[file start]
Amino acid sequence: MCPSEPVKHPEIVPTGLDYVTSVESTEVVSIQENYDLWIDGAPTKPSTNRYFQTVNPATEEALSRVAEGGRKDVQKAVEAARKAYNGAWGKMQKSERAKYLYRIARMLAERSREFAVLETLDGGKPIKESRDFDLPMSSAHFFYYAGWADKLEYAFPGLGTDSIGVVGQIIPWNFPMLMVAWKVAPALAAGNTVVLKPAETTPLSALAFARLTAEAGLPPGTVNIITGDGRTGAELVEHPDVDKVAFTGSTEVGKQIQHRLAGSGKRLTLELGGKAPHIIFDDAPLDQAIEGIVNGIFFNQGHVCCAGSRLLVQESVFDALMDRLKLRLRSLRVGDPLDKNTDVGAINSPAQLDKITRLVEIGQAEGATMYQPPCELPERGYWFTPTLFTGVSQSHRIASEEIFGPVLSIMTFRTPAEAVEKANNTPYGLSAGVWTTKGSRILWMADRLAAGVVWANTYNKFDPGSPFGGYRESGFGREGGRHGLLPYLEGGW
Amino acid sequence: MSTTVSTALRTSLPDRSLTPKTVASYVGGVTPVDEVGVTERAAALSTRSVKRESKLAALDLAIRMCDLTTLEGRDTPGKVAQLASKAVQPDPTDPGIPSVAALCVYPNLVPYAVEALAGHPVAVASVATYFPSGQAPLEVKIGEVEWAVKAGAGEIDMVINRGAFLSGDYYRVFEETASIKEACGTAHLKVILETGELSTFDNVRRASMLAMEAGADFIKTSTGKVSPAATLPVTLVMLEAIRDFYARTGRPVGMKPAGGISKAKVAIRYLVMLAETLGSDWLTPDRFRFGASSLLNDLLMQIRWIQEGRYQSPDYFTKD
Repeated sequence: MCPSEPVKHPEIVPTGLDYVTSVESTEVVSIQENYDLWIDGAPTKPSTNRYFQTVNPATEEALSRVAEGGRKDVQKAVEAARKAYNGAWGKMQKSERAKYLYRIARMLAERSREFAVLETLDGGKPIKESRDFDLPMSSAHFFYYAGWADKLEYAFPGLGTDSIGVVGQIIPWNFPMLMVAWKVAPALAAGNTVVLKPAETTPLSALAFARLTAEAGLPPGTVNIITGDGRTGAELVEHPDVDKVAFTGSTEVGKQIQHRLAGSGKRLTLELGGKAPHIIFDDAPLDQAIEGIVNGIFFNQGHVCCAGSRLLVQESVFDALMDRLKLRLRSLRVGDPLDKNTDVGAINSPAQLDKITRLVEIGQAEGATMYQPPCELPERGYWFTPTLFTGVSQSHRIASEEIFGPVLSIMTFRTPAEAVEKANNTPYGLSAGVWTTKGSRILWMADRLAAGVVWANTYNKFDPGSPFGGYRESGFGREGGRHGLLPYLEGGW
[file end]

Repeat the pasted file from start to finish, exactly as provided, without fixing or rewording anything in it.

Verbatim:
Amino acid sequence: MCPSEPVKHPEIVPTGLDYVTSVESTEVVSIQENYDLWIDGAPTKPSTNRYFQTVNPATEEALSRVAEGGRKDVQKAVEAARKAYNGAWGKMQKSERAKYLYRIARMLAERSREFAVLETLDGGKPIKESRDFDLPMSSAHFFYYAGWADKLEYAFPGLGTDSIGVVGQIIPWNFPMLMVAWKVAPALAAGNTVVLKPAETTPLSALAFARLTAEAGLPPGTVNIITGDGRTGAELVEHPDVDKVAFTGSTEVGKQIQHRLAGSGKRLTLELGGKAPHIIFDDAPLDQAIEGIVNGIFFNQGHVCCAGSRLLVQESVFDALMDRLKLRLRSLRVGDPLDKNTDVGAINSPAQLDKITRLVEIGQAEGATMYQPPCELPERGYWFTPTLFTGVSQSHRIASEEIFGPVLSIMTFRTPAEAVEKANNTPYGLSAGVWTTKGSRILWMADRLAAGVVWANTYNKFDPGSPFGGYRESGFGREGGRHGLLPYLEGGW
Amino acid sequence: MSTTVSTALRTSLPDRSLTPKTVASYVGGVTPVDEVGVTERAAALSTRSVKRESKLAALDLAIRMCDLTTLEGRDTPGKVAQLASKAVQPDPTDPGIPSVAALCVYPNLVPYAVEALAGHPVAVASVATYFPSGQAPLEVKIGEVEWAVKAGAGEIDMVINRGAFLSGDYYRVFEETASIKEACGTAHLKVILETGELSTFDNVRRASMLAMEAGADFIKTSTGKVSPAATLPVTLVMLEAIRDFYARTGRPVGMKPAGGISKAKVAIRYLVMLAETLGSDWLTPDRFRFGASSLLNDLLMQIRWIQEGRYQSPDYFTKD
Repeated sequence: MCPSEPVKHPEIVPTGLDYVTSVESTEVVSIQENYDLWIDGAPTKPSTNRYFQTVNPATEEALSRVAEGGRKDVQKAVEAARKAYNGAWGKMQKSERAKYLYRIARMLAERSREFAVLETLDGGKPIKESRDFDLPMSSAHFFYYAGWADKLEYAFPGLGTDSIGVVGQIIPWNFPMLMVAWKVAPALAAGNTVVLKPAETTPLSALAFARLTAEAGLPPGTVNIITGDGRTGAELVEHPDVDKVAFTGSTEVGKQIQHRLAGSGKRLTLELGGKAPHIIFDDAPLDQAIEGIVNGIFFNQGHVCCAGSRLLVQESVFDALMDRLKLRLRSLRVGDPLDKNTDVGAINSPAQLDKITRLVEIGQAEGATMYQPPCELPERGYWFTPTLFTGVSQSHRIASEEIFGPVLSIMTFRTPAEAVEKANNTPYGLSAGVWTTKGSRILWMADRLAAGVVWANTYNKFDPGSPFGGYRESGFGREGGRHGLLPYLEGGW